Dementia Risk Following Ischemic Stroke: A Systematic Review and Meta-Analysis of Factors Collected at Time of Stroke Diagnosis

Reem Waziry*, Jacqueline J. Claus, Albert Hofman

*Corresponding author for this work

Research output: Contribution to journalArticleAcademicpeer-review

3 Citations (Scopus)

Abstract

Background: The majority of stroke cases are ischemic in origin and ischemic stroke survivors represent a high-risk population for progression to dementia. Objective: To determine incidence rates and predictors of dementia after ischemic stroke. Methods: A systematic review and meta-analysis compliant with Preferred Reporting Items for Systematic Reviews and Meta-analyses (PRISMA). Results: 5,843 studies were screened for title and abstract. 292 eligible studies were screened for full text. A total of 22 studies met the inclusion criteria and were included, representing 55,929 ischemic stroke survivors. Cumulative incidence of dementia after stroke was 20% at 5 years, 30% at 15 years, and 48% at 25 years of follow-up. Dementia incidence rates were 1.5 times higher among patients with recurrent ischemic stroke compared to patients with first-time stroke. Predictors of dementia after ischemic stroke included female gender (OR 1.2, 95% CI (1.1, 1.4)), hypertension (1.4, (1.1, 2.0)), diabetes mellitus (1.6, (1.3, 2.1)), atrial fibrillation (1.9, (1.2, 3.0)), previous stroke (2.0, (1.6, 2.6)), presence of stroke lesion in dominant hemisphere (2.4, (1.3, 4.5)), brain stem or cerebellum (OR 0.5, (0.3, 0.9)) or frontal lobe (3.7, (1.2, 12.0)), presence of aphasia (OR 7.9, (2.4, 26.0)), dysphasia (5.8, (3.0, 11.3)), gait impairment (1.7, (1.1, 2.7)), presence of white matter hyperintensities (3.2, (2.0, 5.3)), and medial temporal lobe atrophy (3.9, (1.9, 8.3)). Conclusion: Factors routinely collected for stroke patients are a useful resource for monitoring dementia progression in this population. In the present meta-analysis, cardiovascular factors, stroke location, stroke-related disability and chronic brain changes were predictors of dementia after ischemic stroke.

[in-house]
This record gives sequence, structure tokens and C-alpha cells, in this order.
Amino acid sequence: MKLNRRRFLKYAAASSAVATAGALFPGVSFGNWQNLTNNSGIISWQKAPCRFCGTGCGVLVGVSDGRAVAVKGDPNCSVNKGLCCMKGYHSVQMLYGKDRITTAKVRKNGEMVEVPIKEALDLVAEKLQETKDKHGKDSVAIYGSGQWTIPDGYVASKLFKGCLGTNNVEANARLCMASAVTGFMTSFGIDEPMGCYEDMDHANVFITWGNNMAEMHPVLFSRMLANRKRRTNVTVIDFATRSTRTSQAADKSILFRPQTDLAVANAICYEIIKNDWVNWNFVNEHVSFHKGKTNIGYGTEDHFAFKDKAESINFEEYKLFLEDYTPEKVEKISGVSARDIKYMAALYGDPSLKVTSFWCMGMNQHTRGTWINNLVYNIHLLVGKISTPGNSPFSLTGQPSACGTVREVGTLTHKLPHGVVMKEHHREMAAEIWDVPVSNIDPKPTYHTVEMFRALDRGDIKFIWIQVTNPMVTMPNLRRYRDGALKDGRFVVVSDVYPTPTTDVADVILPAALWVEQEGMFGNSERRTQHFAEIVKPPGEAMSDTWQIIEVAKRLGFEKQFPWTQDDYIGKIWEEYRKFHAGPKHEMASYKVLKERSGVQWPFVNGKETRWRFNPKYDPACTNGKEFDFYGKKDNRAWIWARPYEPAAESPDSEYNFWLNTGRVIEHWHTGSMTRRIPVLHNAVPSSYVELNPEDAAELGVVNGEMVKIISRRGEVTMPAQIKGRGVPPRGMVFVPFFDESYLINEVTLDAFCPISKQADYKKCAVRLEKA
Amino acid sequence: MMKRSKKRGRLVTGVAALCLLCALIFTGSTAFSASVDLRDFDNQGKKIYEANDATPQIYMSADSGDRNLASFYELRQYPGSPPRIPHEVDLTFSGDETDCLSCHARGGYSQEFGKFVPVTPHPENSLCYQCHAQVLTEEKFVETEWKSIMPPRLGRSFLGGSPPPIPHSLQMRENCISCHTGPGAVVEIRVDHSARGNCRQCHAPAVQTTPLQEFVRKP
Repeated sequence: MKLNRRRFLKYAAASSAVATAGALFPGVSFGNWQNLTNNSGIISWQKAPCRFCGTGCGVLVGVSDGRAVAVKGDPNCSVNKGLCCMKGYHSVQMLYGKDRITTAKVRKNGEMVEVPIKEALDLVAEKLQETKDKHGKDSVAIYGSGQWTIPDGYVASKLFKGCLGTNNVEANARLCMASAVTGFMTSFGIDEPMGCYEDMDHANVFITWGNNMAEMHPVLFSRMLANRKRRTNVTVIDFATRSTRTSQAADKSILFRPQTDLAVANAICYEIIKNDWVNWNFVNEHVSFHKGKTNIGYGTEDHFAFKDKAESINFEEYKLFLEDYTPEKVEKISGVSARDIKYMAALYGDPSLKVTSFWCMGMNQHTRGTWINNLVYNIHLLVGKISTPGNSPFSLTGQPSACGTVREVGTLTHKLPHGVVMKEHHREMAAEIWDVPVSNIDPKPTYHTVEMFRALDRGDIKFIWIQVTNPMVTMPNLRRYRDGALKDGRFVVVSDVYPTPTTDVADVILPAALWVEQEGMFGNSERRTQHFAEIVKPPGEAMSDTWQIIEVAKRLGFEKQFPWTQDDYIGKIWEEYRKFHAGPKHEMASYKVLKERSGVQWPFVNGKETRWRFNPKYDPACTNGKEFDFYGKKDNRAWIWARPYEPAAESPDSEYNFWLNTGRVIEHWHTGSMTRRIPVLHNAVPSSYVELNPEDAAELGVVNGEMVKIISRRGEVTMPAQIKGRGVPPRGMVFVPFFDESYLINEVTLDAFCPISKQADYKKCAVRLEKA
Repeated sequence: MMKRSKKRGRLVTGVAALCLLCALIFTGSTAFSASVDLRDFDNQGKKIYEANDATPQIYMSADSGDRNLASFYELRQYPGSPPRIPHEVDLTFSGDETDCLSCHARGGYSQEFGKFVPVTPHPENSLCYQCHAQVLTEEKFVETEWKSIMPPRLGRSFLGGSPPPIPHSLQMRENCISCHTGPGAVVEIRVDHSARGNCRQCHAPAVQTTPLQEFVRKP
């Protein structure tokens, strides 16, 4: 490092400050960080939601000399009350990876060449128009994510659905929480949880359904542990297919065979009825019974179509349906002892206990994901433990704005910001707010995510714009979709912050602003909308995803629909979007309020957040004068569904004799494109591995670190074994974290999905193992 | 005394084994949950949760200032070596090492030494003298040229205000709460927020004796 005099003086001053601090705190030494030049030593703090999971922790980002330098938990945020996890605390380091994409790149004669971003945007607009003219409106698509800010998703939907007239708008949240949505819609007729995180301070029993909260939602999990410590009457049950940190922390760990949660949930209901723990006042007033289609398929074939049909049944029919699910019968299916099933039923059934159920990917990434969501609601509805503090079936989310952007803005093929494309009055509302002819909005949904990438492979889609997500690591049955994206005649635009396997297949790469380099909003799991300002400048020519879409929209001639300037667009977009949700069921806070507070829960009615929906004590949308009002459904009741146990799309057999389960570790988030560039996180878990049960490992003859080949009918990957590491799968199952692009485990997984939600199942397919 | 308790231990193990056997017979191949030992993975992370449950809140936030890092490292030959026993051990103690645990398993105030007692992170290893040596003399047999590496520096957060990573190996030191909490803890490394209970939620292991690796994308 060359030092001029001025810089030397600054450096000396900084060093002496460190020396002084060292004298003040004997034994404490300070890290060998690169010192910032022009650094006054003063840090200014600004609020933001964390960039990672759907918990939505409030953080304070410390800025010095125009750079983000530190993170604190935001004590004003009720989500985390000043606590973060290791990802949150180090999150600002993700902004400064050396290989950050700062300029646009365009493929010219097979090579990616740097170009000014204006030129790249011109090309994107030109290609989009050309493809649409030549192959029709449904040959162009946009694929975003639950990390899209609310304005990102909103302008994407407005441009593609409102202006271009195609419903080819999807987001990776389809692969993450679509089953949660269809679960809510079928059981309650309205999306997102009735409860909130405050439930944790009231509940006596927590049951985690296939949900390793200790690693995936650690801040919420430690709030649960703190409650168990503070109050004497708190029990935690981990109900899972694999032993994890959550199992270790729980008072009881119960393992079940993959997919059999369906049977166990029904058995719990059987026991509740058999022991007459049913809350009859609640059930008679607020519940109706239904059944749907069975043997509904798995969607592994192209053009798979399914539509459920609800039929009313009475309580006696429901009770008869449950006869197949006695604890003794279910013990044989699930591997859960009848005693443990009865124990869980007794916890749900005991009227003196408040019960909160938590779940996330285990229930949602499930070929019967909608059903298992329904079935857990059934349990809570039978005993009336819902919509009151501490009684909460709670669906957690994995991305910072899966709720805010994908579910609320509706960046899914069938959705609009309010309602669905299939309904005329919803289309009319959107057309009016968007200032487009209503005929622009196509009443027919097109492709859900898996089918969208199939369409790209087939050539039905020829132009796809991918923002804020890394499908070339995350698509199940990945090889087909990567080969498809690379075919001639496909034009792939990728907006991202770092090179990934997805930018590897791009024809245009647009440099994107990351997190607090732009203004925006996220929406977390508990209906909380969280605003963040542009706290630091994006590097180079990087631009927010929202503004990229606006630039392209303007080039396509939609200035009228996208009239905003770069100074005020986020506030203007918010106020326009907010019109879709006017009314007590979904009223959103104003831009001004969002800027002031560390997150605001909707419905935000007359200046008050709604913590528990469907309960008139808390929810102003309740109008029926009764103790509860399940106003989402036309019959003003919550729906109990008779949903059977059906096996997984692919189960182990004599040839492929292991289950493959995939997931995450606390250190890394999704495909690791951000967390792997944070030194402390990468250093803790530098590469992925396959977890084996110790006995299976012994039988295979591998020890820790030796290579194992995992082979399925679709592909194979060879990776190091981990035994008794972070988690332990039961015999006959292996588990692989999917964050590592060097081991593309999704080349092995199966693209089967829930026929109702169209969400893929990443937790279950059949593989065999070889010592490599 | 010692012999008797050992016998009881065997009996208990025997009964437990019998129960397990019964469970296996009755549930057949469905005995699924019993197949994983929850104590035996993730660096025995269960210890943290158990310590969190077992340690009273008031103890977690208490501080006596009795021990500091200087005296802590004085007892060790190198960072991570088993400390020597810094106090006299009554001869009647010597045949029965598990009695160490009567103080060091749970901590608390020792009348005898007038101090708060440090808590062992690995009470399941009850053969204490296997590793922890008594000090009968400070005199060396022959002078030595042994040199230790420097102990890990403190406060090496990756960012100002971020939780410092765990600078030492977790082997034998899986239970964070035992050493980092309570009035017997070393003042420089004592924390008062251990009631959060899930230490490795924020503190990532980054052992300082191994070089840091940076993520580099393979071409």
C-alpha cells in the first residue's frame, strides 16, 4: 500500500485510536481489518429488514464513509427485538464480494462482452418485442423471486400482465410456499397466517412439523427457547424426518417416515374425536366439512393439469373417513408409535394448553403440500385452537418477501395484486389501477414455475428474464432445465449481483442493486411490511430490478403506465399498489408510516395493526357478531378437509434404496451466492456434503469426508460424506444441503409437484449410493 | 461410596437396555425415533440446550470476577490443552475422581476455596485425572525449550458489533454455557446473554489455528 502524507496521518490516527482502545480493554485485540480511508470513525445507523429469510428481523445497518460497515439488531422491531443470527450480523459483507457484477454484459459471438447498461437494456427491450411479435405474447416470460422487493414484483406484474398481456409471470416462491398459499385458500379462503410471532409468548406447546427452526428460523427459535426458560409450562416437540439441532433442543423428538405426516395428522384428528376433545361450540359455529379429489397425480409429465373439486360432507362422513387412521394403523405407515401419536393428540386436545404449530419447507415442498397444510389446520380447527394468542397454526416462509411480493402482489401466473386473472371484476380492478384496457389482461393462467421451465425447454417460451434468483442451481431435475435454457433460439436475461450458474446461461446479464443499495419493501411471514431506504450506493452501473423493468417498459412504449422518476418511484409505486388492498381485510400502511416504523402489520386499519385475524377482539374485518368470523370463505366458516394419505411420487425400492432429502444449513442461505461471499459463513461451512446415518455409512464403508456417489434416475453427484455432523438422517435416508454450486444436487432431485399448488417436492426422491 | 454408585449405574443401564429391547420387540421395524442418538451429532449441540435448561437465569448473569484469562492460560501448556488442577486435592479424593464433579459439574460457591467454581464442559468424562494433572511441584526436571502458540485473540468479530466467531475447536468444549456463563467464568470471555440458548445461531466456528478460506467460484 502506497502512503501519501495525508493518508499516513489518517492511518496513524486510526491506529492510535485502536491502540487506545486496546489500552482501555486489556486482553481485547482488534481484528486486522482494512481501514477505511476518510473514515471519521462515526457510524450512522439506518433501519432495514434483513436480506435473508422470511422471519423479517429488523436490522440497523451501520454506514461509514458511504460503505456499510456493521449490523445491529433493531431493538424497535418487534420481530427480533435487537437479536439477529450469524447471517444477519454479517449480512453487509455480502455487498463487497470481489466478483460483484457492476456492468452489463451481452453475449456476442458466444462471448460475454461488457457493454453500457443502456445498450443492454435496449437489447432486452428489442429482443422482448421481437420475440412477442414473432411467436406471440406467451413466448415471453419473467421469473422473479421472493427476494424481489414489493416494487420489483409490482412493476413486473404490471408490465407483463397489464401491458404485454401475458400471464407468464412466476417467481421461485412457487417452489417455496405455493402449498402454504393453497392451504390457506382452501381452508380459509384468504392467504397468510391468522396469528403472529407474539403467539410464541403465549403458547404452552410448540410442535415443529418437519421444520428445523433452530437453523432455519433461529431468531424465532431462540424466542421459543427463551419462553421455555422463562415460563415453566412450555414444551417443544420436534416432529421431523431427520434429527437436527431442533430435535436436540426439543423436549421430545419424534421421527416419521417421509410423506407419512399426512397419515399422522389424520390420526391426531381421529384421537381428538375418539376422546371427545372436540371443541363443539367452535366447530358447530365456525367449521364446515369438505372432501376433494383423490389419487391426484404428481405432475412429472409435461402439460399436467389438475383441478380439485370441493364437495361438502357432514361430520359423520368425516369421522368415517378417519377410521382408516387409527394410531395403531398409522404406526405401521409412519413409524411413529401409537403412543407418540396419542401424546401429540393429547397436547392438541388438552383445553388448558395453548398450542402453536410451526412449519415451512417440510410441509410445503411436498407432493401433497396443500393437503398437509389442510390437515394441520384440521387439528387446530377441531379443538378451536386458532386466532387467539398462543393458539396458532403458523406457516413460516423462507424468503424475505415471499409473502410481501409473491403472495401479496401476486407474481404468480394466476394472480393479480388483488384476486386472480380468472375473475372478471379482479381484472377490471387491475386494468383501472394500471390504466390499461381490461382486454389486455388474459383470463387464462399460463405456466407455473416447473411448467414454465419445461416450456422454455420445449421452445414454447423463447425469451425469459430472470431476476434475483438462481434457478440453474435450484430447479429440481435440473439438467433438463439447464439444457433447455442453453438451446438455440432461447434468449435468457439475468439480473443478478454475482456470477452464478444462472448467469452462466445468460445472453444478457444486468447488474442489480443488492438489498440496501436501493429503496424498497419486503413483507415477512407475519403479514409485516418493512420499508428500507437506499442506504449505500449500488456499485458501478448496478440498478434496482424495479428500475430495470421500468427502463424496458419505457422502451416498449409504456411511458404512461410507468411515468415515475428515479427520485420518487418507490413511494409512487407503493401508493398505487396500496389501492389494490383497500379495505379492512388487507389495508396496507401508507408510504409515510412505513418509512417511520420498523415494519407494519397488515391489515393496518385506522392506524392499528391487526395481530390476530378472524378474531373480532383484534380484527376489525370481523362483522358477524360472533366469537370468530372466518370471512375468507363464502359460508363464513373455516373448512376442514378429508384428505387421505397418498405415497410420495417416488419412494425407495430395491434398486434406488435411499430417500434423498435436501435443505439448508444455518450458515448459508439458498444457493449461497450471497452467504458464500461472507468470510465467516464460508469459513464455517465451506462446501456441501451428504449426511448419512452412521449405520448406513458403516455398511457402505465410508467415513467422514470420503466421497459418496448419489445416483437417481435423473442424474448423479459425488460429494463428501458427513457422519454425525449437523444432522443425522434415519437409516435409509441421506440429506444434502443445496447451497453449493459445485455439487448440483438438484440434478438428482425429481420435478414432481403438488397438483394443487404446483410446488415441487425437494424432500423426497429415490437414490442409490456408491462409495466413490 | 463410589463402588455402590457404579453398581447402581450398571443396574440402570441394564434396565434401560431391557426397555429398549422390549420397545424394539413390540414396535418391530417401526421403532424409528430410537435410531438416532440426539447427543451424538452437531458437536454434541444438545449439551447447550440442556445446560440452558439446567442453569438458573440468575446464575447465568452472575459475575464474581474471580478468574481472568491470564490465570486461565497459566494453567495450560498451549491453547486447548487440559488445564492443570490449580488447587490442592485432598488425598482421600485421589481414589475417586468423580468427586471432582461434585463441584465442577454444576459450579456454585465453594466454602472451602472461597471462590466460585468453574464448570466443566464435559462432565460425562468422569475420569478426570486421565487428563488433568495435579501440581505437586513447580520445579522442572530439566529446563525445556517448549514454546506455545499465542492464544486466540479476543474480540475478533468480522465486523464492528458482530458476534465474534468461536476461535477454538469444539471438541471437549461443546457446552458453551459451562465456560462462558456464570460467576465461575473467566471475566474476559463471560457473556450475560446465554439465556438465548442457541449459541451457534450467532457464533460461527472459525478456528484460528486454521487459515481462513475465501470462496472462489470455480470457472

Original languageEnglish
Pages (from-to)1535-1546
Number of pages12
JournalJournal of Alzheimer's Disease
Volume90
Issue number4
DOIs
Publication statusPublished - 6 Dec 2022

Bibliographical note

Funding Information:
Dr. Waziry is funded through a Clinical Translational Research Scholarship (CTRS) in Cognitive Aging and Age-Related Memory Loss, funded by the McKnight Brain Research Foundation through the American Brain Foundation, in collaboration with the American Academy of Neurology.

Publisher Copyright:
© 2022 - IOS Press. All rights reserved.

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